TEHDAS forum attracts almost 700 European stakeholders to discuss health data in Europe
The latest TEHDAS findings and the long awaited Commission proposal on the European health data space prompted a large crowd of European experts to actively advocate how to make the most of health data sharing and use in Europe.
TEHDAS, the joint action Towards the European Health Data Space, held a forum online and in Helsinki on 14 June that focused on the current developments of the European health data space (EHDS), the proposal published by the European Commission in May, and the TEHDAS findings in support of the proposal. The forum convened almost 700 European health data stakeholders in with speakers from the industry, public sector and research.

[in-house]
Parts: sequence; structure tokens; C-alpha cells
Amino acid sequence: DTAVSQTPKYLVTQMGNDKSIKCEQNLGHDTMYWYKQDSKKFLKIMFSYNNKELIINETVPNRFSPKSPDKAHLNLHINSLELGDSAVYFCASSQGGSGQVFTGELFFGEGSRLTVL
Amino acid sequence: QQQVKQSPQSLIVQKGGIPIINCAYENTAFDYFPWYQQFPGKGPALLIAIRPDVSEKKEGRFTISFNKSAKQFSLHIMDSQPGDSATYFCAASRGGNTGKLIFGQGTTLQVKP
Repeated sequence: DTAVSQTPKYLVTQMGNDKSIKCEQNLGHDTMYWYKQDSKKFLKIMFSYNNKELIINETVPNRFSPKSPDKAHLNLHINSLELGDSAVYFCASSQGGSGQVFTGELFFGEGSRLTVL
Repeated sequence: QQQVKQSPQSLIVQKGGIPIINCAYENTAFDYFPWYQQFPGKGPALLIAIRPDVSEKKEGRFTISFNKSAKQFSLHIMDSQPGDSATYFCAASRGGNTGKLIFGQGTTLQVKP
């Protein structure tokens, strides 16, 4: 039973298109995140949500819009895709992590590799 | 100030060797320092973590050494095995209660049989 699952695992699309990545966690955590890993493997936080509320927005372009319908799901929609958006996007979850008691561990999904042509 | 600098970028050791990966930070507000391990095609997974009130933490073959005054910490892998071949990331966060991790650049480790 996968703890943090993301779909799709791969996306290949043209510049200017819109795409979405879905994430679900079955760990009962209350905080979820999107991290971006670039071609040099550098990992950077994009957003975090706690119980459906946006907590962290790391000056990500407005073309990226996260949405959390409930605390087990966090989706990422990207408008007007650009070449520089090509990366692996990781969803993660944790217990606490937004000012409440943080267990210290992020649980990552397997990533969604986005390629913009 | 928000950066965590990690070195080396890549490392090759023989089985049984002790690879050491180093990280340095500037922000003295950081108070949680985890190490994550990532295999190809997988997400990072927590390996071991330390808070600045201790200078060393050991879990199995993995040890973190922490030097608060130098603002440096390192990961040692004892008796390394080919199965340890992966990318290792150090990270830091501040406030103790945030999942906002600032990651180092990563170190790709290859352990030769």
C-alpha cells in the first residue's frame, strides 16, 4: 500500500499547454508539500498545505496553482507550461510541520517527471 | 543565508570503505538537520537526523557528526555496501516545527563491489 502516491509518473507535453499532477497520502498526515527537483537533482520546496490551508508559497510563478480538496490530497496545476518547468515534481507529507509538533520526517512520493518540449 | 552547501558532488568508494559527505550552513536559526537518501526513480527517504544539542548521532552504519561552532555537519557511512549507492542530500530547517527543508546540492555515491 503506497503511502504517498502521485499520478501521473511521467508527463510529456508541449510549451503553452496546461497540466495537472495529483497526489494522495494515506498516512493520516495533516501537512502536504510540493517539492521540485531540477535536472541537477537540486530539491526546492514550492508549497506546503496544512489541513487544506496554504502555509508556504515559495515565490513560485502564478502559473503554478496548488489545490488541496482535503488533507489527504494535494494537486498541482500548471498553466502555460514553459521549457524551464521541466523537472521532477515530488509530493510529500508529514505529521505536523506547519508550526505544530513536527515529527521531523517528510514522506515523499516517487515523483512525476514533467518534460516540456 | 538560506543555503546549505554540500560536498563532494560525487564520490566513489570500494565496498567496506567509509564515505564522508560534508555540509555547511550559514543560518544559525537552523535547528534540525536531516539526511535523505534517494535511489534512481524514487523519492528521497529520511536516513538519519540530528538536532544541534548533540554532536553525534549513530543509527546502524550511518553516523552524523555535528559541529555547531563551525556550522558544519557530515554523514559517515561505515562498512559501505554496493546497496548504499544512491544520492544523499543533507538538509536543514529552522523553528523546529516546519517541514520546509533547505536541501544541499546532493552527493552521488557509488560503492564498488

The discussion highlighted individuals’ right to their data, trust as an enabler of data sharing and use, the importance of ensuring data quality and the future of the EU’s health policy. A main message of the European health data stakeholders is that to reap the full benefits of wider health data sharing and use, people’s trust and communication on the advantages of data use are needed.
In his opening remarks, Sitra’s President Jyrki Katainen highlighted the importance of building a fair data economy, with health being one area.
“At Sitra, we believe data is the fastest increasing raw material. First, we need to build a well-functioning sustainable regulatory environment. Second, we want to encourage public and the private sector to share and more data especially for health services.”